Prude & Prejudice by Francine Carroll
So any of you Kindle, Nook, or other E-Reader?
Well there is a fantastic site that you can get ebooks from. They range from being free to being low cost-and have every genre you can think of.
The site is called BookBub and I suggest you check it out today. I mean who doesn’t love free stuff?
But free books can either be good:
And some are horrible.
This is one of the horrible ones.
Our main character is supposed to be based on Elizabeth Bennet but is gifted with the name Prudence Higginbottom.
That is the name the author came up with? Did she put a blindfold on and pull out random Scrabble tiles?
Anyway, Prudence prefers Prue as she hates her full name. Besides being bullied about that she also had to contend with being overweight growing up.
She has since then lost the weight, gone off to university, and successfully operates a farm to fork organic café with her family. Her family consists of her quiet father, outlandish mother, and three sisters. Of the sisters I’m not entirely who is who as they change the names (Alice, Mary, & Cate), but I’m pretty sure that Cate is Jane. I don’t know why they have to complicate things for us readers.
So Prue and her mother have been fighting over the organic farming for years, (Prue’s mom thought it was a horrible idea) but it looks like Prue’s plan is really going to pay off. An organic food distribution company is moving to the area and will need someone to provide food for the workers during lunch and catered events. Mrs. Higginbottom works hard to become their choice.
Prue ends up getting there later and is stuck with a jacket XXXL jacket. She bemoans this fate as she feels it makes her look fat.
Now I had a problem with that plot point. If someone wears something that is that much bigger than them, as Prue is a medium; it shouldn’t make her look fat but as if she is wearing the wrong size. The author uses it as an important plot device, but it makes no sense.
As she is moving things around and doing her duties as a caterer, she overhears the company owners-the handsome Charles Bradley (Charles Bingley) and William Darling (Mr. Darcy). Charles tell William he should help the caterer girl, Prue, but William says no she looks big enough to handle her tray on her own and makes fun of the name Prudence Higginbottom.
She becomes so upset over what he said that she starts talking smack about him. She also overhears another conversation and thinks he is talking about immigration, continuing her bad-mouthing to everyone.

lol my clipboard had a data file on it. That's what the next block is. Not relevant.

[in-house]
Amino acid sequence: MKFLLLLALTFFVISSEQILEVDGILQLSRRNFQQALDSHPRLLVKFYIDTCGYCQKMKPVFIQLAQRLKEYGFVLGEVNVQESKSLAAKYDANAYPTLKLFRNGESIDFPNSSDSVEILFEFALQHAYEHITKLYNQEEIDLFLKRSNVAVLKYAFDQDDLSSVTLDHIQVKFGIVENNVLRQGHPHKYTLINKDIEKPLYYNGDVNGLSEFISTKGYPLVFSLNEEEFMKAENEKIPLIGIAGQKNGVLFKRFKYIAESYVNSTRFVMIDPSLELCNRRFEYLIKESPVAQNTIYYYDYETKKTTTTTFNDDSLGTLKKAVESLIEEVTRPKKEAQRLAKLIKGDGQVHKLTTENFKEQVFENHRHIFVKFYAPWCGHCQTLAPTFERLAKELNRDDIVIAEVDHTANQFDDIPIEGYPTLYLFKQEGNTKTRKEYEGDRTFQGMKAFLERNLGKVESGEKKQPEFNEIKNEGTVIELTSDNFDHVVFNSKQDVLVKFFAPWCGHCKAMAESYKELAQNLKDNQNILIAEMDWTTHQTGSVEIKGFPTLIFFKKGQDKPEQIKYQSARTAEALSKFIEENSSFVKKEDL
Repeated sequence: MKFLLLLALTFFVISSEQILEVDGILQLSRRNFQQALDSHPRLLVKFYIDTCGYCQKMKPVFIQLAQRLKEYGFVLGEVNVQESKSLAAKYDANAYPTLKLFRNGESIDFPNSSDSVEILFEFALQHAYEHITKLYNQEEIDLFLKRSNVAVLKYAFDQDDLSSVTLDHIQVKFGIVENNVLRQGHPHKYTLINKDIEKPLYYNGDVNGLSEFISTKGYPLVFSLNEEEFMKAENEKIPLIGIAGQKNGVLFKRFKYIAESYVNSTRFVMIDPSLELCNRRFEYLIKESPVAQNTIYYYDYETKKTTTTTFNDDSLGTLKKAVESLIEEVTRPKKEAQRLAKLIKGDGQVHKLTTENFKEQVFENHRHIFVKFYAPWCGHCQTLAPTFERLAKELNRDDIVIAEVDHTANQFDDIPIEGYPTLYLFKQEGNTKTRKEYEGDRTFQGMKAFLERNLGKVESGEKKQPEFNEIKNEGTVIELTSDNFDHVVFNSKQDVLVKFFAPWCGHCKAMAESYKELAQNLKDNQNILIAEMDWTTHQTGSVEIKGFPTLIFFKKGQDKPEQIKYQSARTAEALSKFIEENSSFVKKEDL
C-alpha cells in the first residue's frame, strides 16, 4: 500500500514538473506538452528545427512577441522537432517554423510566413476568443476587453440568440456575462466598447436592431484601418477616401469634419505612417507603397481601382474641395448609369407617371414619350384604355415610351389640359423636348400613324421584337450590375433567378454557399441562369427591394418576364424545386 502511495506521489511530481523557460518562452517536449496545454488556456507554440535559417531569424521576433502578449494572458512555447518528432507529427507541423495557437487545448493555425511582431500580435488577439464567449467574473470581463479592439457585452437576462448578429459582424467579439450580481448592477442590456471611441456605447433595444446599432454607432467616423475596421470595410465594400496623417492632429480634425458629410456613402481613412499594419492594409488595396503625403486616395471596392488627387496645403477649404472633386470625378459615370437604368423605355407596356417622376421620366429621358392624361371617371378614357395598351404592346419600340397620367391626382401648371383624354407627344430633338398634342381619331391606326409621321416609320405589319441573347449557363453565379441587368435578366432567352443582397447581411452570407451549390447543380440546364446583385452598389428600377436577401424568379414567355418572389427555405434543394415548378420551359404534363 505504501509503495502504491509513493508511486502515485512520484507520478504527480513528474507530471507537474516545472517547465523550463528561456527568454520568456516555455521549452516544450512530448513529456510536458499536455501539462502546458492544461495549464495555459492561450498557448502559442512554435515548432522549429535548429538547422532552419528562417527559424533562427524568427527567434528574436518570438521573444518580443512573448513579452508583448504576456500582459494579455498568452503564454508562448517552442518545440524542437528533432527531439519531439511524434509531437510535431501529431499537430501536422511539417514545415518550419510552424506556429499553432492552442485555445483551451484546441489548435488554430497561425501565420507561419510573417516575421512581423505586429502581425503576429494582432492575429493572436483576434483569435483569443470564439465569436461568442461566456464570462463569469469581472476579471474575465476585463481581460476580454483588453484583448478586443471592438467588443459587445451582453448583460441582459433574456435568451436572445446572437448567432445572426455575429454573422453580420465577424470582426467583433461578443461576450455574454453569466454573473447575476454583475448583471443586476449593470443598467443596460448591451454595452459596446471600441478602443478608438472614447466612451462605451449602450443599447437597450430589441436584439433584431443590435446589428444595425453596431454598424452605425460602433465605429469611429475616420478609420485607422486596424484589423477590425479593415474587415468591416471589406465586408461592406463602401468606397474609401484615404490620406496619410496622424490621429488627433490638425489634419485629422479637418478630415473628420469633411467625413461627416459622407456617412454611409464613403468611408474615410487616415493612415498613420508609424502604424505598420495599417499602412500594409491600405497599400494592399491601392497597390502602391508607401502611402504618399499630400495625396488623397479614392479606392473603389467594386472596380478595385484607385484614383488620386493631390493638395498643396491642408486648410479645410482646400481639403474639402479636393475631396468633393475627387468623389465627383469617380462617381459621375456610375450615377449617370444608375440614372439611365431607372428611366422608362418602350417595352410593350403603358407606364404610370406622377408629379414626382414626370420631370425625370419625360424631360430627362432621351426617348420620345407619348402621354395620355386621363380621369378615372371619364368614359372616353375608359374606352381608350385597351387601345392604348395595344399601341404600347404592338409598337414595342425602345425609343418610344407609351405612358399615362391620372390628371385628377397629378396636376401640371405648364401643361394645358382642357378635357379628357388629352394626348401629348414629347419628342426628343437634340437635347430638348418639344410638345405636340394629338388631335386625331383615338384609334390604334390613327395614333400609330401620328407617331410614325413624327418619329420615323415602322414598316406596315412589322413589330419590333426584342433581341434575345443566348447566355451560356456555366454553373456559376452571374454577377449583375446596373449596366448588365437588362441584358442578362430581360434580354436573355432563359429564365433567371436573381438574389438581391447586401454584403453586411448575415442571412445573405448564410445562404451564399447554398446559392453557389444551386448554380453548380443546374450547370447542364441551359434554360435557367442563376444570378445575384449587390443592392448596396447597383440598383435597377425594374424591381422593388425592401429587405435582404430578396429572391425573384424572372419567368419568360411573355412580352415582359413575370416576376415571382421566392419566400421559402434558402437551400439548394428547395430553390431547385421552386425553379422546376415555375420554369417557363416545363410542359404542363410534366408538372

She also looks up William Darling online and finds a report by a Georgina Wickham (George Wickham) on CheatingDirtyB*******.com and believes it.
Anyone can put anything on the internet. Why would you believe it?
Then the author is against free speech, as when Mrs. Higginbottom shares her beliefs and right to speak her mind:
“What kind of world do we live in where people can’t express their opinions in their own homes? Its political correctness gone mad, that’s what it is.”
Everyone acts like she is crazy and shouldn’t be talking. Like that’s not right. I know this takes place in England and maybe people feel different there, but I’m an American and I believe that people should have the right to whatever their opinion or view is. I may not agree with it, I may not like it, I may think it rude, crude, stupid, etc-but I still think you have the right to express yourself-especially in your own home. I mean I think this book is pretty stupid, boring, and a waste of time-but Carroll had a right to write it, just as I have a right to review and share what I think.
Mr. Bennet Mr. Higginbottom says this, which makes no sense:
“My dear,’ cut in Mr Higginbottom, ‘If you read anything besides gossip magazines, you might realize that the history of the human race is the history of immigration. People have always moved around the globe extensively and the kind of national pride you express is a very recent thing, which in my opinion is exploited by politician’s and shock jocks for their own nefarious ends.”
Ugh, haven’t you ever heard of WWI or WWII, both of which involved a lot of national pride. I mean I know England was involved with both of them.
So then Prue gets drunk one night at the bar and gets super angry at William Darling, yelling and screaming at him. Cate has to take her home, and then after realizing that she messed up a great contract, Prue has to swallow her pride and go apologize to Darling.
Now one of the big reasons why I love Jane Austen is the complexity of the characters, the amazing wit, and the way she can tell an interesting story without having to resort to silly ploys. This book was nothing like that as it was boring and the language dull. No wit, Prue was annoying, and Darling was a shadow of a character.
Anyways they have a party-Mrs. Higginbottom makes a fool of herself, Cate is embarrassed, Prue and Darling talk everything out, Darling was talking about farming not immigration and he aplogizes for his earlier comments,they are married, blah, blah blah.
Yes, I found this book to be incredibly boring, too easily “sewn” up at the end, and more as a vehicle to discuss Carroll’s views rather than remaking Pride and Prejudice.
In my opinion, I would just pass this one on by.
For more on Pride & Prejudice, go to Mr. Darcy Takes a Wife: Pride and Prejudice Continues
For more Pride & Prejudice variations, go to Book Club Picks: The Darcy Monologues
For more books based on Jane Austen, go to A Visit to Highbury: Another View of Emma